Are We Done Yet ?… The Investigation That Never Ends.

The Issue

Does the EEOC have investigative authority to subpoena employers for information after the EEOC has issued an employee a right-to-sue letter? What about after a court has already entered a judgment on the merits in favor of the employer? The Seventh Circuit says yes. 

The EEOC… What Now?

The Equal Employment Opportunity Commission (EEOC) is an agency that was created by Congress under the Civil Rights Act of 1964. The purpose of the agency is to serve the public interest by enforcing the provisions of Title VII of the Civil Rights Act and other non-discriminatory legislation in the workplace context. Under the Equal Employment Opportunity Act of 1972, the EEOC’s power was magnified to include enforcement through the courts, longer periods of time for administration, and conciliation of charges. Further, Section 706 of this Act lays out the procedures and timing guidelines for claims filed with the agency.

First, an aggrieved employee may file a charge with the EEOC. Thereafter, the agency investigates the claim against the employer. This investigation could include a subpoena for relevant information and ultimately lead to a lawsuit filed by the agency itself. The charging employee has the option to allow the charge to be resolved by the EEOC or to obtain a right-to-sue letter from the EEOC, which is necessary to file a lawsuit in federal court (excluding charges under the Age Discrimination in Employment Act).

The Split

The Seventh Circuit joins the Ninth Circuit in holding that the EEOC has the administrative authority to investigate possible discrimination independent of the employee’s cause of action. In EEOC v. Union Pac. R.R (2017), the Seventh Circuit upheld the EEOC’s ability to continue investigating an employer after issuing a right-to-sue notice to an employee and after the dismissal of the employees’ subsequent civil lawsuit on the merits. The court reasoned that ruling otherwise would erroneously undermine the EEOC’s authority as “merely derivative” of the employee’s right to sue, which would be contrary to the holding of the Supreme Court in EEOC v. Waffle House (2002).

In EEOC v. Fed. Express Corp. (2008), the Ninth Circuit held that the issuance of a right-to-sue letter does not strip the EEOC of authority to continue to process the charge, including an independent investigation of allegations of discrimination on a company-wide basis. They reasoned that “the EEOC’s right of action is independent of the employee’s private action rights” and further that “it is the [EEOC]’s province–not that of the court–to determine whether public resources should be committed” to the continuing investigation of a charge.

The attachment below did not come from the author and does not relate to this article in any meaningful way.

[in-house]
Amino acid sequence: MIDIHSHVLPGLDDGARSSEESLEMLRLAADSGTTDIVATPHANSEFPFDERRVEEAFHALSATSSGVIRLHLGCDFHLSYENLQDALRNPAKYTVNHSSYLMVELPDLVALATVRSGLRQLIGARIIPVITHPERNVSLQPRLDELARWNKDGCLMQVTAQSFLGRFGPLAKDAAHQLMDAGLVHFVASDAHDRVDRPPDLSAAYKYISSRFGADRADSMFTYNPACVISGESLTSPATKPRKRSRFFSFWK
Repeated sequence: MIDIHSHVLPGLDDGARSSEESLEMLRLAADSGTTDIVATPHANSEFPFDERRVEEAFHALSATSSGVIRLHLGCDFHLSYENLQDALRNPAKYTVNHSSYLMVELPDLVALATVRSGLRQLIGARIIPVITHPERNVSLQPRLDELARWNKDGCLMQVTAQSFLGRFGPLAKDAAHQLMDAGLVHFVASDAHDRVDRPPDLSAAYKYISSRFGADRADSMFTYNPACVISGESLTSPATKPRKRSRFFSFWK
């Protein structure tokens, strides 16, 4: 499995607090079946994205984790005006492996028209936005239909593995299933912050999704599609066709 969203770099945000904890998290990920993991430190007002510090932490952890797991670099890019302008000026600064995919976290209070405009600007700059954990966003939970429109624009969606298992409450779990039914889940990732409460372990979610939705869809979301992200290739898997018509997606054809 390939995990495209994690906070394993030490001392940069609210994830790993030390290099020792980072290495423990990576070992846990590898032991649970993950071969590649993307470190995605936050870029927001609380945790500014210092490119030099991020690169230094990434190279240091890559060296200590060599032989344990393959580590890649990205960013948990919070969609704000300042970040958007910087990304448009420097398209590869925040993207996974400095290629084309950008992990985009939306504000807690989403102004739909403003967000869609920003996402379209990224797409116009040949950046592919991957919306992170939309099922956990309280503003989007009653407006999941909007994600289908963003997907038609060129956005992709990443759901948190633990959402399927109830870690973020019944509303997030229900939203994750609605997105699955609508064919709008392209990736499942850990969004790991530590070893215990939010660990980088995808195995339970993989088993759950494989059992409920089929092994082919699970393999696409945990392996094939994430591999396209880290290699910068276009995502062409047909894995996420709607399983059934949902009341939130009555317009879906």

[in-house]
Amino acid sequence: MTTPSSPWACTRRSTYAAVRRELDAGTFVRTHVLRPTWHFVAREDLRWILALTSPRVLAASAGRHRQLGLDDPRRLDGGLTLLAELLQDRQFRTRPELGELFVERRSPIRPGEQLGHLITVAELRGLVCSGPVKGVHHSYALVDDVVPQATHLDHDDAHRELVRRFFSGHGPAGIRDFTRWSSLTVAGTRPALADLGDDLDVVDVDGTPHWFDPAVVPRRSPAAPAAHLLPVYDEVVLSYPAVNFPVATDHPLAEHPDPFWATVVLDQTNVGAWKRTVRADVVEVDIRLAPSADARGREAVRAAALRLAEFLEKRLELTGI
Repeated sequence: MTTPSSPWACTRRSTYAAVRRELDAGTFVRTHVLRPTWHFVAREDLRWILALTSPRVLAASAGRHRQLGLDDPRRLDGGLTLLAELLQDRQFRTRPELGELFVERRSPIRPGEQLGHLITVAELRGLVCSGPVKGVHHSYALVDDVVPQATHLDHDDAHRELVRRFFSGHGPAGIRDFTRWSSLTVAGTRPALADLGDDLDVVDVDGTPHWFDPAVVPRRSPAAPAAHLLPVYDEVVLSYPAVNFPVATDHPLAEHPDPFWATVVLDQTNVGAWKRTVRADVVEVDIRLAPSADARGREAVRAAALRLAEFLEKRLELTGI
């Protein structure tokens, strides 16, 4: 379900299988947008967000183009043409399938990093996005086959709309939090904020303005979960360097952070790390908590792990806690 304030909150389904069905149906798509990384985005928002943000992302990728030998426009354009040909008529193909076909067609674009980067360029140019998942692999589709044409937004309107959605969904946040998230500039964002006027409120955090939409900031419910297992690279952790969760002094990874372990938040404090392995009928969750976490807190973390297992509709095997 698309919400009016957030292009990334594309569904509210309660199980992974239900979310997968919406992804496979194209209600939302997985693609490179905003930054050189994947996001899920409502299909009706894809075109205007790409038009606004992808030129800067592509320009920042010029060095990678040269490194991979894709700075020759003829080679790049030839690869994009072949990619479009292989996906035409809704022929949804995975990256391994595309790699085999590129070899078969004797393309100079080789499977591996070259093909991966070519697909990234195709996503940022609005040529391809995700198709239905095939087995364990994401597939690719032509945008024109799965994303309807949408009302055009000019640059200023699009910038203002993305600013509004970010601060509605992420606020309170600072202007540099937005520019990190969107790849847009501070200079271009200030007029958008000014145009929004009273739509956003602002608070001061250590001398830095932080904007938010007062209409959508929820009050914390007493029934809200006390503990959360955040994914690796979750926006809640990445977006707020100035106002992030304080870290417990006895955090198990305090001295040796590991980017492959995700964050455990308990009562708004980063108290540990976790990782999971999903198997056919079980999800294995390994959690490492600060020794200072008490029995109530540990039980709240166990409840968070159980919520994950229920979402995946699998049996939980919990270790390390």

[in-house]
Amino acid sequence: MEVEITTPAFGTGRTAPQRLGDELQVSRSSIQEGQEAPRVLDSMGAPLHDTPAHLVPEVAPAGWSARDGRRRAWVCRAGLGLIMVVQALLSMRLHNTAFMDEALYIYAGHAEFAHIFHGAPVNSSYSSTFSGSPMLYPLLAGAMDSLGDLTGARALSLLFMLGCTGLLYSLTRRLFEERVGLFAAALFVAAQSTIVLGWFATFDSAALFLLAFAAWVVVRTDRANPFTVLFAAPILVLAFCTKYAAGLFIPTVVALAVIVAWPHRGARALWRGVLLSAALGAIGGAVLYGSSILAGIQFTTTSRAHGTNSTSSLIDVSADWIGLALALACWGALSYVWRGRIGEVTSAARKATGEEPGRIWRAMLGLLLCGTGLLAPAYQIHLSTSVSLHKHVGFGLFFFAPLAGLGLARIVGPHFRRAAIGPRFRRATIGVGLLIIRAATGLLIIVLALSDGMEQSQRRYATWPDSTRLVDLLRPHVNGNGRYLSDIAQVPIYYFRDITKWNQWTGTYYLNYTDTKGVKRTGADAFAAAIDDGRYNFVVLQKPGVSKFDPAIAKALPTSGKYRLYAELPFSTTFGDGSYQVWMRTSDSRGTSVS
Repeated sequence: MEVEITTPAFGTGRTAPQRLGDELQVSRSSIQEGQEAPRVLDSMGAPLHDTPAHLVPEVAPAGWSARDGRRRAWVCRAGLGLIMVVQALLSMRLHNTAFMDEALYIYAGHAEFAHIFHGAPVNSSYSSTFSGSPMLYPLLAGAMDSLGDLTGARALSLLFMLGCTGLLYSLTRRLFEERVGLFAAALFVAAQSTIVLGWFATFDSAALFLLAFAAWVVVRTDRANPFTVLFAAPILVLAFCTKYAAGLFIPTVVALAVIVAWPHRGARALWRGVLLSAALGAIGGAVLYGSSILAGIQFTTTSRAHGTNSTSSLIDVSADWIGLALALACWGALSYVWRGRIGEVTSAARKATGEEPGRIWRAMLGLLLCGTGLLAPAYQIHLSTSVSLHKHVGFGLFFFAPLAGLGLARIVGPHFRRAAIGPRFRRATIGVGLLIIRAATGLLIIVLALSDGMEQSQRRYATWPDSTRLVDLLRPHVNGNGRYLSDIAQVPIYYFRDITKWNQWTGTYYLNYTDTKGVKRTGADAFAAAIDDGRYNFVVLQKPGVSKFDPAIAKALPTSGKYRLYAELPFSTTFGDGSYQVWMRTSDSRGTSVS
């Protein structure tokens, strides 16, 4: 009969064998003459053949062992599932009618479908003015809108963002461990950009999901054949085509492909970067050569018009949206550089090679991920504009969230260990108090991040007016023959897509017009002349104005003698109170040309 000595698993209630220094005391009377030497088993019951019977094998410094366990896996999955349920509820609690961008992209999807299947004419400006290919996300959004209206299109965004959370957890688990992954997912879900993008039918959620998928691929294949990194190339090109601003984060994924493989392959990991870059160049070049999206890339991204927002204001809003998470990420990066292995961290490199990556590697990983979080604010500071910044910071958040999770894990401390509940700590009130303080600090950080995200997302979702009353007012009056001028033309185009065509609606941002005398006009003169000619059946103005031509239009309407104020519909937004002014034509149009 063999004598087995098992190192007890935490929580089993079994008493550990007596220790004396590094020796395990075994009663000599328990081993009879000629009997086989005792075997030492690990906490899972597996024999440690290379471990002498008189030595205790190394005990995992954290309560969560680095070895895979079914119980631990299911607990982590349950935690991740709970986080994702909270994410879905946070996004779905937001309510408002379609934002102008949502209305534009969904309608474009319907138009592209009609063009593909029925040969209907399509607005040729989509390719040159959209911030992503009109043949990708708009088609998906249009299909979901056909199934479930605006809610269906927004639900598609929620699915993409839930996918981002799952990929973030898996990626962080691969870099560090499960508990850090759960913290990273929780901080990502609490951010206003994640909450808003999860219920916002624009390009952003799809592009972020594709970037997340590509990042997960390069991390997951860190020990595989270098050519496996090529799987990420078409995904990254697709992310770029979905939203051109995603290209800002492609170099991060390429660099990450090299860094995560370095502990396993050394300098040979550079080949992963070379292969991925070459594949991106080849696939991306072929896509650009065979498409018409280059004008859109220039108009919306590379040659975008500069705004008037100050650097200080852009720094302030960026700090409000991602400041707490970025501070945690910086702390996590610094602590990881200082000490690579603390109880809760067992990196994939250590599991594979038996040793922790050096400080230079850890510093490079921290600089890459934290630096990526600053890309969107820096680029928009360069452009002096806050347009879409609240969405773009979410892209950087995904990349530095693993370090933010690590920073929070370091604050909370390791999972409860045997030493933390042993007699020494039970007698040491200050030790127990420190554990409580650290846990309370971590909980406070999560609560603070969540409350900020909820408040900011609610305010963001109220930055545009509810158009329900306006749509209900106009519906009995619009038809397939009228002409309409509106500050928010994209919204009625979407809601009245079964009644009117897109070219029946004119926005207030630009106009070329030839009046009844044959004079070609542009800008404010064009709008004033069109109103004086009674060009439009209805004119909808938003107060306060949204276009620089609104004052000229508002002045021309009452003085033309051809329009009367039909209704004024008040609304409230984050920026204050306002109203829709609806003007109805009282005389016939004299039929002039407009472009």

However, in EEOC v. Hearst (1997), the Fifth Circuit held that the EEOC “may not continue an administrative investigation based upon an individual’s charge once the charging party has been issued a right to sue letter and has initiated litigation based upon that charge.” They reasoned the time for investigation passes after litigation has commenced.

Looking Forward

The Seventh Circuit’s opinion largely aligned with the US Supreme Court’s holding in EEOC v. Waffle House (2002).  The Supreme Court reasoned that “[t]he statute clearly makes the EEOC the master of its case and confers on the agency the authority to evaluate the strength of the public interest at stake.”

Following the Seventh Circuit’s decision, the EEOC’s investigative authority could be challenged in other circuits and present an opportunity for the Supreme Court to rule on this issue. In particular, the issue of whether a valid, final judgment on the merits presents enough discovered information on the employer’s practices would be a different issue from that of Waffle House. The Supreme Court of the United States may need to more definitively rule on this issue for uniformity of the law across circuits.